Malaysia, Goldman discuss 1MDB penalty

Former Malaysian prime Minister Najib Razak has been slapped with several charges relating to 1MDB.
Former Malaysian prime Minister Najib Razak has been slapped with several charges relating to 1MDB.

Malaysia has discussed a $US2 billion to $US3 billion settlement with Goldman Sachs over the US bank's alleged role in the 1MDB scandal, Bloomberg reports, less than half the sum the Southeast Asian nation had demanded earlier.

Investigators in Malaysia and the United States say about $US4.5 billion ($A6.6 billion) was misappropriated from the now-defunct state investment fund 1Malaysia Development Berhad, set up in 2009 by former Prime Minister Najib Razak, who has been slapped with several charges.

In 2018, Malaysia filed criminal charges against Goldman over its role as underwriter and arranger of three bond sales that raised $US6.5 billion for 1MDB.

Prosecutors in August filed criminal charges against 17 current and former directors at Goldman's units.

Malaysia's finance minister said in January the government would be ready to discuss dropping the charges against Goldman if it agreed to pay $US7.5 billion in reparations.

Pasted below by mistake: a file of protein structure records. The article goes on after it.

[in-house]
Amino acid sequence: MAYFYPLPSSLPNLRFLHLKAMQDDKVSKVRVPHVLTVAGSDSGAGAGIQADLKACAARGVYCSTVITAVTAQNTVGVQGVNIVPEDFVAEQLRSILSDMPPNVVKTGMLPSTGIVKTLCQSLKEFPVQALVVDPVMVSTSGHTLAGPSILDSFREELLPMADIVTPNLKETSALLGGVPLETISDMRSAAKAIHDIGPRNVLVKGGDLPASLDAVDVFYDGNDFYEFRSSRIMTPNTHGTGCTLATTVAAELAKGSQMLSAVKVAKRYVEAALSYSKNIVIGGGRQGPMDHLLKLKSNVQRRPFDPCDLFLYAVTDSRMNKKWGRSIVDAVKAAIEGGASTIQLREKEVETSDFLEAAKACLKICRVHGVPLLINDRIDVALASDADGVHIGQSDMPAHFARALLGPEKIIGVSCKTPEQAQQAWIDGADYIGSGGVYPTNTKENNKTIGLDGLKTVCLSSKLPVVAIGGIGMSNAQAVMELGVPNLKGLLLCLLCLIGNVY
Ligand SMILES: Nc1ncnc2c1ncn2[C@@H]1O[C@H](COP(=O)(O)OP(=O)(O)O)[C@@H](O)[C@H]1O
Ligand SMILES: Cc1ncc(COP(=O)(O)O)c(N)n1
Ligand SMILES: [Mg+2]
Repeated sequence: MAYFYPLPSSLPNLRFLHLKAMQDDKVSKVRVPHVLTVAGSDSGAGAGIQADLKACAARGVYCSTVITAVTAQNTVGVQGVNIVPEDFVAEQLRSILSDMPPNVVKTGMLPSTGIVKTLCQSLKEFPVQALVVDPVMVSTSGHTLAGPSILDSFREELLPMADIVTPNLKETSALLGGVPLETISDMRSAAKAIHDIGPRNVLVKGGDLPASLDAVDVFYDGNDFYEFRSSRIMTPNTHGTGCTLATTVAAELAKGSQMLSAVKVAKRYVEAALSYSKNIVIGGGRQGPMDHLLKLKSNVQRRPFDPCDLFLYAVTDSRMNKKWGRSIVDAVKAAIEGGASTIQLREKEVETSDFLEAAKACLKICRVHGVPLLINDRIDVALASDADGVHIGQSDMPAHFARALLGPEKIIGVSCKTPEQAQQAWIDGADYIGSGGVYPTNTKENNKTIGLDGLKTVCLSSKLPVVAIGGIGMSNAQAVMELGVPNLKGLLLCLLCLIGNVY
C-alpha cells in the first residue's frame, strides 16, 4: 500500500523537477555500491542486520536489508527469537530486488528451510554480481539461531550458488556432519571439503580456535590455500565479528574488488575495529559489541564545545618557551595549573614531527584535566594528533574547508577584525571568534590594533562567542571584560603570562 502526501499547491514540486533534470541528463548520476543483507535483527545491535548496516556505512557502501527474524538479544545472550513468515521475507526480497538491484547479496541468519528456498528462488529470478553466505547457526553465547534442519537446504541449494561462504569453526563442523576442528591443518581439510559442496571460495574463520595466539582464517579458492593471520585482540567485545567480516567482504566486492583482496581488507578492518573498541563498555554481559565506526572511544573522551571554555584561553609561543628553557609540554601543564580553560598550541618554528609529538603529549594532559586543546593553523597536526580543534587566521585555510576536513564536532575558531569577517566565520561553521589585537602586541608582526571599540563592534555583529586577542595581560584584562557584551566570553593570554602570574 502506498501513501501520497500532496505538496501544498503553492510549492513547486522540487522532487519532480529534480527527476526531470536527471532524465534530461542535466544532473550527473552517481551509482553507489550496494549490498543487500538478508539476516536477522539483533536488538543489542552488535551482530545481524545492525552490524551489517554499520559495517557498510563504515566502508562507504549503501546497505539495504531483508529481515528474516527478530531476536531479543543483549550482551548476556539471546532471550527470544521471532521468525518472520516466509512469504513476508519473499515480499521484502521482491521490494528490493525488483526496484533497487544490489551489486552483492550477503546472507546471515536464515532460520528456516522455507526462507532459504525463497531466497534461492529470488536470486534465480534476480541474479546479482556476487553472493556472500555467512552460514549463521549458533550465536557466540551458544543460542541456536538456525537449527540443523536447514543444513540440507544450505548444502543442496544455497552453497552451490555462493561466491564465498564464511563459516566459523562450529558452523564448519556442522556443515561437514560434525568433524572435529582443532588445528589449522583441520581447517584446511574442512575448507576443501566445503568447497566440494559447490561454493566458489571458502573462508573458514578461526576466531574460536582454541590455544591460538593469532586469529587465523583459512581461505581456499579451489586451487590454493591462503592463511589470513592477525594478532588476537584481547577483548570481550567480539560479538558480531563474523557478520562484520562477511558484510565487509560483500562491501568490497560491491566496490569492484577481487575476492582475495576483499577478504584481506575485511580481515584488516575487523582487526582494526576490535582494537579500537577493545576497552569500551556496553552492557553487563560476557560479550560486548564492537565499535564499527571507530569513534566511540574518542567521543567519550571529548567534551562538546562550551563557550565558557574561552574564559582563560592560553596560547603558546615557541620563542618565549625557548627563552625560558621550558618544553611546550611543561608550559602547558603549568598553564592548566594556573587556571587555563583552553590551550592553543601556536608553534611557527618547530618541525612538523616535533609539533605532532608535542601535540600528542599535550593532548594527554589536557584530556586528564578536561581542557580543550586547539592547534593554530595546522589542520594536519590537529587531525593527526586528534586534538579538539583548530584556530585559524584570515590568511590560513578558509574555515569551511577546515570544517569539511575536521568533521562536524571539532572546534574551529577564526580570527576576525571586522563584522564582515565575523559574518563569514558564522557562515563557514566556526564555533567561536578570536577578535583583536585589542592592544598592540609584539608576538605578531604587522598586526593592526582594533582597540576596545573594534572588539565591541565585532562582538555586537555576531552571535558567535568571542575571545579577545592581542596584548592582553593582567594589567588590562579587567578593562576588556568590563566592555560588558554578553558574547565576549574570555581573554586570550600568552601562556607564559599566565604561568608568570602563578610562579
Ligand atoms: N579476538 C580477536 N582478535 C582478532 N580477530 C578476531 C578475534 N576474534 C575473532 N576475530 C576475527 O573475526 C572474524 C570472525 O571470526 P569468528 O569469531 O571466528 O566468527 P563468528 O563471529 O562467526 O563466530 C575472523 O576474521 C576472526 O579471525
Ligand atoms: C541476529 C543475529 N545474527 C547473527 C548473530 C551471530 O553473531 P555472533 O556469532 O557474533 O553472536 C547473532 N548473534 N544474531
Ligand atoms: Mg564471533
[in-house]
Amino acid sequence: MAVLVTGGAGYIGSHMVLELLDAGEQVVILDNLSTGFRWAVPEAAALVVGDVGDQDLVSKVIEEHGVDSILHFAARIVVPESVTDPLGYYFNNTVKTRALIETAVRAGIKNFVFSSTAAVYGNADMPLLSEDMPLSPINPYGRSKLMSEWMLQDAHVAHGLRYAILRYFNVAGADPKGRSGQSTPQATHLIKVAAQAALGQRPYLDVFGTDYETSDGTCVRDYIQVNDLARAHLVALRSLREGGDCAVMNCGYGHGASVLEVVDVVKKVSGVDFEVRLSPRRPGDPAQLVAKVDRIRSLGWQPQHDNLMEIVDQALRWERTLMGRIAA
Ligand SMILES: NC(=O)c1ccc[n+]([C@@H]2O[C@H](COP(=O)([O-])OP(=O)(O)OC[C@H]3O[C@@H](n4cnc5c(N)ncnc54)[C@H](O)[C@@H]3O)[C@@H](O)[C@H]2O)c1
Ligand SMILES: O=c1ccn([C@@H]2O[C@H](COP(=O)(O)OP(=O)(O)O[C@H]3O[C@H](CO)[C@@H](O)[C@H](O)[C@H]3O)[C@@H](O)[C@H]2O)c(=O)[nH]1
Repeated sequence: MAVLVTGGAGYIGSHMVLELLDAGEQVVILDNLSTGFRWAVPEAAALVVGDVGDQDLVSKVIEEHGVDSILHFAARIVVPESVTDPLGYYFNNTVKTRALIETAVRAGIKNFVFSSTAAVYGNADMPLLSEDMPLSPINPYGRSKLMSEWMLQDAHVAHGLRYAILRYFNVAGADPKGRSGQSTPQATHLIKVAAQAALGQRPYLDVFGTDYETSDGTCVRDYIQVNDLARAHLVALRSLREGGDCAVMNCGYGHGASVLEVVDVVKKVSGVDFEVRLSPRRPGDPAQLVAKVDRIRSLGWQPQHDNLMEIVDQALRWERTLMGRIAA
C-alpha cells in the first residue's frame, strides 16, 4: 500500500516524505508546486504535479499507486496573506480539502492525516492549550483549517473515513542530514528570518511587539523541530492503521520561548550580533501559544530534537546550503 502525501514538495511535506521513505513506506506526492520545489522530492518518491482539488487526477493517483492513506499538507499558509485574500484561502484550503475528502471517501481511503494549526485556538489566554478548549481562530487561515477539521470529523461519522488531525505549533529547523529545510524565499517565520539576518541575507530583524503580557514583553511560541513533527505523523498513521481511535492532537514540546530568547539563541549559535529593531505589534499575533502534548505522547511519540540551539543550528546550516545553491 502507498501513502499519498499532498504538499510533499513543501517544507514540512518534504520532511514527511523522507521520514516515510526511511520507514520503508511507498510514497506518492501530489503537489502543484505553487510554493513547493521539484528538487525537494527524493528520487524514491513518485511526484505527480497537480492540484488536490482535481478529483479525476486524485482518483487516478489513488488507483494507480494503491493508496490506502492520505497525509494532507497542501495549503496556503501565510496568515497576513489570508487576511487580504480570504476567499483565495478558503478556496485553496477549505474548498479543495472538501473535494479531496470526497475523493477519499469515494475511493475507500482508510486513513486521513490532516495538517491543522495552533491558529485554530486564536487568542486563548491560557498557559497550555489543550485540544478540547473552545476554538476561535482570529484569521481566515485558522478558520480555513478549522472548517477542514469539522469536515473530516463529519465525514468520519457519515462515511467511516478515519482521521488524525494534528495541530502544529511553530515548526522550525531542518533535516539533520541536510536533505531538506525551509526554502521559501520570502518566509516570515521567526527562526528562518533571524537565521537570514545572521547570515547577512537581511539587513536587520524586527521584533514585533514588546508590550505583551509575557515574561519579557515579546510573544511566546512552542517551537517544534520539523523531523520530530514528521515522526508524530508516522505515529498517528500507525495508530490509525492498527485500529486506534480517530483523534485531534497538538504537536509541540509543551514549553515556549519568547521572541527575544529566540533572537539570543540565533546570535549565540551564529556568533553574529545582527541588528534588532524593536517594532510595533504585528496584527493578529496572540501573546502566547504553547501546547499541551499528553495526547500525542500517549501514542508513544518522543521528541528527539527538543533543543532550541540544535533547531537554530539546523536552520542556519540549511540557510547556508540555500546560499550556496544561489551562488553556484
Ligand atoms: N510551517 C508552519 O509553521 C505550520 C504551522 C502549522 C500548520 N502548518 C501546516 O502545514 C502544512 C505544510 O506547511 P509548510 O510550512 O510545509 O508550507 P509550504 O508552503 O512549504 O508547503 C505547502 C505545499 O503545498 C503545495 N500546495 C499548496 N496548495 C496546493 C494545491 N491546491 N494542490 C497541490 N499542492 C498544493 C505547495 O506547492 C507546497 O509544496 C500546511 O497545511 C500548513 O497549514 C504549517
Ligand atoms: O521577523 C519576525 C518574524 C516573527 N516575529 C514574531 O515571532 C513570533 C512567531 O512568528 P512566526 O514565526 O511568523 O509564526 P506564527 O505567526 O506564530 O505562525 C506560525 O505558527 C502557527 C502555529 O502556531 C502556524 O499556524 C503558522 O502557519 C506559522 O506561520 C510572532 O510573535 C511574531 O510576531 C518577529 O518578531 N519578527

Goldman has not commented on any figure but said in 2018 it had set aside $US1.8 billion to cover potential losses related to 1MDB legal proceedings.

Citing people with knowledge of the matter, Bloomberg said Malaysian Prime Minister Mahathir Mohamad was keen to reach a deal with Goldman this year itself as the government grapples with a high debt burden.

Goldman declined to comment on the report. A spokesman for Mahathir had no immediate comment.

Najib, who lost a general election last year, faces dozens of graft and money laundering charges over allegations that he received about $US1 billion in 1MDB funds. He has pleaded not guilty.

Attorney-General Tommy Thomas said at a trial on Tuesday in one of Najib's cases that the former premier acted like an "emperor" who orchestrated massive fraud at a former unit of 1MDB.

Najib's lawyer is expected to rebut the prosecution's case on Wednesday.

A ruling on whether to acquit Najib or call for him to enter his defence will be delivered on November 11.

Australian Associated Press